How easy it is to be deceived by appearances. Many of the stylishly dressed twenty- and thirty-somethings you see in Italy spending their money on clothes, shoes and cellphones are still living with their parents, and have no possibility of being able to afford a house or a flat of their own. They spend so much on little things because they can't afford the big ones, like a home or a family. Excuse me if I don't manage to see this as evidence of a superior culture or way of life.
// Blogger Real Cheap Travel Team // 5:17 PM

Oh please, Umair. Just because you don't unerstand a culture doesn't mean there is no culture. There is tons of style in the US. We understand as well as anybody that the medium is the message.
And we've got 50 dialects to each one of yours in england. That's 50 stlyes of using "your" queen's english.
Our style is just wrapped up in our language - our very own custom medium.
And one final point - "Them there redcoats 'cross the pond yonder don't have a Danah Boyd (See???? Our style is functional too!!!!)."
I love reading you Umair! Talk to you later.
// Anonymous Jim Parker // 5:56 PM

"One of the problems with the States is a deep lack of style."

"Deep" and "lack of style"? Man, are you kidding?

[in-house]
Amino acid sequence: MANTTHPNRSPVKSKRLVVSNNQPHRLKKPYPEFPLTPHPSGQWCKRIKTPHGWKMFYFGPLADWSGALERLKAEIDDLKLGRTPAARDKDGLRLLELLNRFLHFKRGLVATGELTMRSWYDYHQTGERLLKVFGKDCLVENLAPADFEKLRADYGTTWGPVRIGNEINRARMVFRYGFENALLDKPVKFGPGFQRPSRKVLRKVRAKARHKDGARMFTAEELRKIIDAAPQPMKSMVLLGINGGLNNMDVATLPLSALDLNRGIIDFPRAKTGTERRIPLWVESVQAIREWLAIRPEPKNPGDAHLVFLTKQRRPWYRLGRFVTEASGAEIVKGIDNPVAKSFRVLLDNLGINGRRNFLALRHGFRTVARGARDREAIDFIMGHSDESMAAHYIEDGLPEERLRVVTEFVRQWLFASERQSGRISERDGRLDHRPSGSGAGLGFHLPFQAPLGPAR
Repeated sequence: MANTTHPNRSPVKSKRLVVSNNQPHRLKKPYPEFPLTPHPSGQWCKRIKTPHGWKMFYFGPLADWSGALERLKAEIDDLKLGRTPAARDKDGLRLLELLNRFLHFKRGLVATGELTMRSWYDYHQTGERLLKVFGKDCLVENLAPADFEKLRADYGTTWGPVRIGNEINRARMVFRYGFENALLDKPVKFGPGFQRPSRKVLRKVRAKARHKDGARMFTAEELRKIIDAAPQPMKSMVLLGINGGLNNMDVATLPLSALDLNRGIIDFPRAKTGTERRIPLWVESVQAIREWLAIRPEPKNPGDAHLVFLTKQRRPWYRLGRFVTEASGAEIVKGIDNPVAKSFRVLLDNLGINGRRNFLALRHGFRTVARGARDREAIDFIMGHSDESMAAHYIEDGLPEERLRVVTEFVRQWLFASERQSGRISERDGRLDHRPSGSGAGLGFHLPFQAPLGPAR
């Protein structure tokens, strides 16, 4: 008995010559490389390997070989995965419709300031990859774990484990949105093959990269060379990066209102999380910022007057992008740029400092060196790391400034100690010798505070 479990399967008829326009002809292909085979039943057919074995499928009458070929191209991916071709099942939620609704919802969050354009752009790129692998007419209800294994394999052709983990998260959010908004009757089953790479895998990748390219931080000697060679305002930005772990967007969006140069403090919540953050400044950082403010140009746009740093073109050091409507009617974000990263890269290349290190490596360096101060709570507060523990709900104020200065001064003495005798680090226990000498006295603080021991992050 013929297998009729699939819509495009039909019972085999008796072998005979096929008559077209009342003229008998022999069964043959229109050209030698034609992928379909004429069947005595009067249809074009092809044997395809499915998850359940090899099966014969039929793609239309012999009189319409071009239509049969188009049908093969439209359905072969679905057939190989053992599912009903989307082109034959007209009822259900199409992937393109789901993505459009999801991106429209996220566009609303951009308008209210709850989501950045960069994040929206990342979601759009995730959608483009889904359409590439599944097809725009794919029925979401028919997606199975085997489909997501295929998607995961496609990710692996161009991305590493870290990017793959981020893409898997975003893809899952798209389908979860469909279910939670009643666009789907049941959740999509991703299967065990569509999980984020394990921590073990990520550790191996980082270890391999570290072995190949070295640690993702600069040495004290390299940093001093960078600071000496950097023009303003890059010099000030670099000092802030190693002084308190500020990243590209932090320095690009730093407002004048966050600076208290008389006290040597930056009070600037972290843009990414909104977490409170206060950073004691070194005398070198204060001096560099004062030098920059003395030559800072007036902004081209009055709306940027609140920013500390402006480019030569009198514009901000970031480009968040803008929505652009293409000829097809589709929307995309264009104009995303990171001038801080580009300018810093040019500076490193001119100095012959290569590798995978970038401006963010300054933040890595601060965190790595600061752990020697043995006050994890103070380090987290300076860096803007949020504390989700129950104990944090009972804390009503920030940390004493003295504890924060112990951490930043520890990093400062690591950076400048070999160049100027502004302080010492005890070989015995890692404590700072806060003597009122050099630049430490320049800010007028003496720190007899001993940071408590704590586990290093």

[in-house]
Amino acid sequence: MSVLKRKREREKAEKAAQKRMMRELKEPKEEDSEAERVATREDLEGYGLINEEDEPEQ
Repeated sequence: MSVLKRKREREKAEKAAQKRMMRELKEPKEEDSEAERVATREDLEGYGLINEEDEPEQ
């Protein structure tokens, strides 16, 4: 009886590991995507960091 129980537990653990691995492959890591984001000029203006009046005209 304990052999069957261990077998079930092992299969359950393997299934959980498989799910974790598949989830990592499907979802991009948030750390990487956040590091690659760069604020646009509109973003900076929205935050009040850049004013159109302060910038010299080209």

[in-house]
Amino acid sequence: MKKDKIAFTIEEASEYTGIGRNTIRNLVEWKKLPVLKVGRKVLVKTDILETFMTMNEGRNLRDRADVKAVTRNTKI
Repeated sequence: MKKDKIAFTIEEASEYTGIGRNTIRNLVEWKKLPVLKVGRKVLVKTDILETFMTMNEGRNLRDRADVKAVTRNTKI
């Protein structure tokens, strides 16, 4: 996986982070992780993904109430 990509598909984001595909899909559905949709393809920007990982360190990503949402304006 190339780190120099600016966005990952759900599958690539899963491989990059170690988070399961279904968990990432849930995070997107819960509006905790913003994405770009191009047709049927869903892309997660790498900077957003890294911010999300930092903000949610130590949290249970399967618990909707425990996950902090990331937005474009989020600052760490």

If there is an urban center where young people aren't obsessive about their appearance, where they're not hyper-sensitive about the prospect of turning off the opposite sex (or earning ridicule from their peers) then please, send me there.

Cuz I'm tired of all the "depth" among the high school and college crowd. :)

// Anonymous Jamie // 7:56 PM

Give America some time and watch the retailer Target.

Their mantra is "Democratizing design" and they are making style functional as well.

Style or not, if there is money to be made in it, people in America will figure it out.

// Anonymous Anonymous // 6:24 AM

Hi Guys,

Thanks for all these excellent comments.

Some points. I'm not trying to make a Marxist argument - ie fashion signals "class". I think class in those terms is pretty much dead everywhere in the world.

Defining style is easy. A nice definition I like to use is per capita investment/expenditure on creative businesses, where these can be defined as those that spend less than (10,20,30%) on marketing. You get the idea.